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B-52s fly historic un-MANned mission

  • Published
  • By Master Sgt. Dachelle Melville
  • 307th Bomb Wing
In honor of Women’s History Month, Barksdale Air Force Base made history by launching two B-52 Stratofortress bombers with all-female crews March 22. The training mission included in-air refueling and target practice.

"My first flight in a B-52, on May 12, 2003, was an eye-opening experience. It was like driving a bus,” said Maj. Heather Decker, 93rd Bomb Squadron. "It's more challenging than most airplanes. It's very mechanical, and you have to move it around physically.” Decker was a part of this historic mission and was also the first female Reserve pilot to qualify in the B-52 more than 10 years ago.

In addition to the all-female aircrews, the crew chiefs that prepared and launched the planes were all women.

“This is where I belong. This is what I know I am supposed to be doing with my life,” said Senior Airman Rachel Upshaw, one of the crew chiefs assigned to the 707th Maintenance Squadron that recovered one of the jets that afternoon. “Being a crew chief is one of the hardest but most rewarding jobs… with its awesome history.”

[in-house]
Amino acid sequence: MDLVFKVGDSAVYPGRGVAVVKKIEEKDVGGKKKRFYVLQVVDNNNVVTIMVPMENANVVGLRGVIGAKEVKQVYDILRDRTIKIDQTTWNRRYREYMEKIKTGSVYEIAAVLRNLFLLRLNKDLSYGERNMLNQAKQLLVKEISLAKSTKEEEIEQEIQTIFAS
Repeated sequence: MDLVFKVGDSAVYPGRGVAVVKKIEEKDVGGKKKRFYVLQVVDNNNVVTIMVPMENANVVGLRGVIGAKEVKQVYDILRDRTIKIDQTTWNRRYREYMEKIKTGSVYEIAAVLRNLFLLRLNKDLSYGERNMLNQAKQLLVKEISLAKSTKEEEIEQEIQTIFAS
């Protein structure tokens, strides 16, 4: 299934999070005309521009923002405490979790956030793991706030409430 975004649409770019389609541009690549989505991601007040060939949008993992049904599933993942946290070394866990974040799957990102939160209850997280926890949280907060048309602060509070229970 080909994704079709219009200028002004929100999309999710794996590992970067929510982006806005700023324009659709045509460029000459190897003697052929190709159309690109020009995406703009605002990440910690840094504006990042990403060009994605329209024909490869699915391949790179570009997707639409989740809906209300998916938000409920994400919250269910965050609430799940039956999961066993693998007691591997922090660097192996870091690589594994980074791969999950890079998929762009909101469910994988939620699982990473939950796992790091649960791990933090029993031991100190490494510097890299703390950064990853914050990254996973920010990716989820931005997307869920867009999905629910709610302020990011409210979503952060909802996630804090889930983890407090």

Staff Sgt. Belinda Thoreson is also a crew chief assigned to the 707th Maintenance Squadron and helped launch one of the B-52s. When asked about what advice she would give to the future generation of women, she said, “It’s okay to do things as a woman. Don’t let anyone pressure you into being anything different (than yourself), follow your dreams and sometimes the most unexpected things can bring you the most joy and reward.”

Women have been and are in the fight. Women served as security forces, drivers and gunners during embattled convoy missions, medics on foot patrols and as members of cultural support and female engagement teams. On Jan. 4, the Air Force began recruiting women into previously-closed career fields and positions.

“Many people think the military is not a place for social experimentation. In many instances I disagree,” said Col. Bruce Cox, 307th Bomb Wing commander. “The military led the way for desegregation, equal pay and now leads the way for women affording equal opportunities in the work place.”

According to the U.S. Census Bureau, women make up 50.8 percent of the nation’s population. Currently women make up 19 pecent of the Air Force, the highest of any service.

“I am extremely proud for all the women who elect to wear the uniform of the American Airman. It is an honor to serve with each and every one of them,” Cox added.

The two B-52’s flew with a wide range of ranks. The crews included active duty and Reservists, from veteran flyers to lieutenants still in training at the B-52 flight training unit on Barksdale.